UN mediates in Malawi conflict

Facing protests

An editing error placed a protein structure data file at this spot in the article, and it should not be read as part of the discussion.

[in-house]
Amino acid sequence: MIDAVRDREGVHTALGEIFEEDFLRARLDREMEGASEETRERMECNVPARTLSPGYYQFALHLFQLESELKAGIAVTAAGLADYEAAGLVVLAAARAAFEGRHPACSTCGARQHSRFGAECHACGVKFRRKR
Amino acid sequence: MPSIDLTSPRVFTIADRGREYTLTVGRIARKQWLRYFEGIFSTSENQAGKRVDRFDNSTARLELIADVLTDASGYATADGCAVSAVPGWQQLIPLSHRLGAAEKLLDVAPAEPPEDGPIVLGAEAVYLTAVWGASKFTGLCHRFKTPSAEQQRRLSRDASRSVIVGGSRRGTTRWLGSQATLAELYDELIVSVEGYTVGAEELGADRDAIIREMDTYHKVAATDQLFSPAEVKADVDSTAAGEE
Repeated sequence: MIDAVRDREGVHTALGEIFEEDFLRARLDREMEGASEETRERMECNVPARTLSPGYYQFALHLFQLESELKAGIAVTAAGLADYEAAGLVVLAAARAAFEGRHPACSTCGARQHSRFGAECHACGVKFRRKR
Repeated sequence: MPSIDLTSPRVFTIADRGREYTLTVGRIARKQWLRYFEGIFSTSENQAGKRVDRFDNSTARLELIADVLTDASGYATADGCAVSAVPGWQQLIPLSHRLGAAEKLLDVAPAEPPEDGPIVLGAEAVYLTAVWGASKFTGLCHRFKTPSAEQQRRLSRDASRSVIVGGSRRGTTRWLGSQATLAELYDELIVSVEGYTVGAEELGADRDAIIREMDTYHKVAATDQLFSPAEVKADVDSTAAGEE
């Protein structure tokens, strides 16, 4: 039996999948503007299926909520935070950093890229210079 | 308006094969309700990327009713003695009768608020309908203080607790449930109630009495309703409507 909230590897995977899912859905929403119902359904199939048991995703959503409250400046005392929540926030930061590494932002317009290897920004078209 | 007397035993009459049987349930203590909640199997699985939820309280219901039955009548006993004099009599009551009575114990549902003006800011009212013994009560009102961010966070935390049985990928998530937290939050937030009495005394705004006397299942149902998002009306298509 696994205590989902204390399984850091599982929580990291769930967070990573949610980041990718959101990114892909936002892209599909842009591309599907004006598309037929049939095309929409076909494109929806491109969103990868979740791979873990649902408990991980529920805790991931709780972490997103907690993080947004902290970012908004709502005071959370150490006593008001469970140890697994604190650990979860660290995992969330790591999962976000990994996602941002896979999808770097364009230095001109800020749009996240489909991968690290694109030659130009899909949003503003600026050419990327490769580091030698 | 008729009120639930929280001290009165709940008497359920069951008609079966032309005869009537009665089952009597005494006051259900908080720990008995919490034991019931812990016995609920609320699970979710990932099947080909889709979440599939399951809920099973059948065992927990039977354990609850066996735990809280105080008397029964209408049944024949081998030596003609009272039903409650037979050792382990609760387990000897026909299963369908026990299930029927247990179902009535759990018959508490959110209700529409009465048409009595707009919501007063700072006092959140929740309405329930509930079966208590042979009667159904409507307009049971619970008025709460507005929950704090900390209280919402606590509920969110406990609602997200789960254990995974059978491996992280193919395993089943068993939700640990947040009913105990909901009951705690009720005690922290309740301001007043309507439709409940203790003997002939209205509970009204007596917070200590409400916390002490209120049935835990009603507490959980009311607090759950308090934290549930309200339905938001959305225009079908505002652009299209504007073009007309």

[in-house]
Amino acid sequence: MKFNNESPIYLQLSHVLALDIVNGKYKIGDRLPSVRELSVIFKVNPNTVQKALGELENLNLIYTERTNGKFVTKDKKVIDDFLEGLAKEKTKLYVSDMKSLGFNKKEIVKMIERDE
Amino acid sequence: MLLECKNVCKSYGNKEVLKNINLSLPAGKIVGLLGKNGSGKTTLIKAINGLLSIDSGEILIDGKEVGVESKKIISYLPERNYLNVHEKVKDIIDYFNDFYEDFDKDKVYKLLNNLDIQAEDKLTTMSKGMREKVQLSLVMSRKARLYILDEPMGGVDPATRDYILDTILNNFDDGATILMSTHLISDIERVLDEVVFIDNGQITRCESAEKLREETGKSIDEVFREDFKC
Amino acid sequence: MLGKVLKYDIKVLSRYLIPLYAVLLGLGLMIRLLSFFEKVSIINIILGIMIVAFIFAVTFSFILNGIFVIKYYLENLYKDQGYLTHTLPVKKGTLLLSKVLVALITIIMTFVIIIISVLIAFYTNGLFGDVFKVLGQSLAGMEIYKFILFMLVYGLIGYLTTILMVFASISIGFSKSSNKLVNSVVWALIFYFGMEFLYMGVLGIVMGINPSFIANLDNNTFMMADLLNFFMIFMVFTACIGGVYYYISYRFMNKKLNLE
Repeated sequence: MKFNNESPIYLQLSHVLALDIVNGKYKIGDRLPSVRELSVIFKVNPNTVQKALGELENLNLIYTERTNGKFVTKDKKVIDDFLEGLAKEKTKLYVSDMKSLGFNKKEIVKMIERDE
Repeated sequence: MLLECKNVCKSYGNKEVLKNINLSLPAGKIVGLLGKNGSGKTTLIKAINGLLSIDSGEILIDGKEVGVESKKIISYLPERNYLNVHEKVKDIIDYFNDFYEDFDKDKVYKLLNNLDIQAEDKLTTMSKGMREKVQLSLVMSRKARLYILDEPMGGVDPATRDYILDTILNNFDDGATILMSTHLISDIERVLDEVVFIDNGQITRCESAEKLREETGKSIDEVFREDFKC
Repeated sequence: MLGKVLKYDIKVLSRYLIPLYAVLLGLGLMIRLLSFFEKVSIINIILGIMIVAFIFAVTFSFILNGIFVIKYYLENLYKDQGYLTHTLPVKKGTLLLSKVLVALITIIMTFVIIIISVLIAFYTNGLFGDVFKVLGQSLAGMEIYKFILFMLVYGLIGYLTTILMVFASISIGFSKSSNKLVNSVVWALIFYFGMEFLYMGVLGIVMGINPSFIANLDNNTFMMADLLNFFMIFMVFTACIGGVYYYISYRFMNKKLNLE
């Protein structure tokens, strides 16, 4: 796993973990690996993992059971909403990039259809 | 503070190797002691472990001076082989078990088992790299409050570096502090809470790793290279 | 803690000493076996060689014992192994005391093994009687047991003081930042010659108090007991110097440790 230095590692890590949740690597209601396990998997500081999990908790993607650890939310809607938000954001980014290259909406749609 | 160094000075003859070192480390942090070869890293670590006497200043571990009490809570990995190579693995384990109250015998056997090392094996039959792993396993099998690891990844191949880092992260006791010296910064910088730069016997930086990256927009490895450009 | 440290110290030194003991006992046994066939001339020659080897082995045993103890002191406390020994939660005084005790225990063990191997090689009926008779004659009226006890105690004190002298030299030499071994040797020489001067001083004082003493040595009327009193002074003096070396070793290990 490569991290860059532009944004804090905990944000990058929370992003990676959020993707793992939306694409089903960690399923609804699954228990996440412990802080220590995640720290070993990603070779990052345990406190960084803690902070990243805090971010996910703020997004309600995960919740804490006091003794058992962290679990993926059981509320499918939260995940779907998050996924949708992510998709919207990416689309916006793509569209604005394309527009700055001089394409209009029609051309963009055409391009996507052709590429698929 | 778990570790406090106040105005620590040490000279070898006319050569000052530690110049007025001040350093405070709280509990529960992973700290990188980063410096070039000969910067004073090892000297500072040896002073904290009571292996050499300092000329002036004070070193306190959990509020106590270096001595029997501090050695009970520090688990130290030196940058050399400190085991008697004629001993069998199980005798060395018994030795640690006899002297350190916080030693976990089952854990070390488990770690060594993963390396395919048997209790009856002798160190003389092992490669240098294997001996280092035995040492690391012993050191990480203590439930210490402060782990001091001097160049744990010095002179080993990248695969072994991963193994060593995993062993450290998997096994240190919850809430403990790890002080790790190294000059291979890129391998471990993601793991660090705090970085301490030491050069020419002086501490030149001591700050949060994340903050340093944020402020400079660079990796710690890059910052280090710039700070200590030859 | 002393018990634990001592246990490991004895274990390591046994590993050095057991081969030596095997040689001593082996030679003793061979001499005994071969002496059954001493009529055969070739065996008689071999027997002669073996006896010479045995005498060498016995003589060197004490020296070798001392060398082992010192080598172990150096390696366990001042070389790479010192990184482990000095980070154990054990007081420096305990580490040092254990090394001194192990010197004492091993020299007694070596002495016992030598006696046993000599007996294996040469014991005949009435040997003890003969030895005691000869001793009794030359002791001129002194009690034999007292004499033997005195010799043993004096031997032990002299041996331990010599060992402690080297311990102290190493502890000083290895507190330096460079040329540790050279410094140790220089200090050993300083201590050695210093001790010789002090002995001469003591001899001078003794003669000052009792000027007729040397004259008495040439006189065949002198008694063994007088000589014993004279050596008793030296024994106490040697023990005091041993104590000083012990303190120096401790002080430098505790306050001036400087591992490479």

The United Nations in Malawi yesterday facilitated the first meeting between civil society groups and a committee appointed by President Bingu wa Mutharika to end the emerging political crisis in the southern African nation. A joint statement between civil society groups and the Presidential committee on dialogue has since been released.“Parties agreed that the protests could be held within four weeks, they parties further agreed that the date may be reviewed depending on the progress of the initiative of the dialogue,” the communique read in part.The parties also agreed that if dialogue fails, the demonstrations can be held within four weeks. Meanwhile, as the parties were meeting, the Church took on President Bingu wa Mutharika during prayers in Blantyre.“If one person thinks he has all the solutions to the storm we are experiencing then he is the most stupid and foolish…if we feel that we have more authority than everyone and we begin to threaten one another that is wrong,” Bishop Joseph Zuza, chairman of the Episcopal conference of Malawi said.The Bishop made the remarks in the presence of the President and his senior cabinet ministers who attended the prayers.“As a nation, we chose multi-party and let us refuse dictatorship,” he said.President Mutharika has been accused of being intolerant to criticism. The British High Commissioner to Malawi described the President as becoming autocratic which earned him an expulsion from Lilongwe, the first ever in a commonwealth African nation.Tension across the major towns remained high as banks, shops remained closed. There was heavy police presence in Lilongwe, the capital city that witnessed some of the worst riots in recent years.Police killed 19 people died during last month’s when civil rights groups organised protests against President Mutharika’s rule.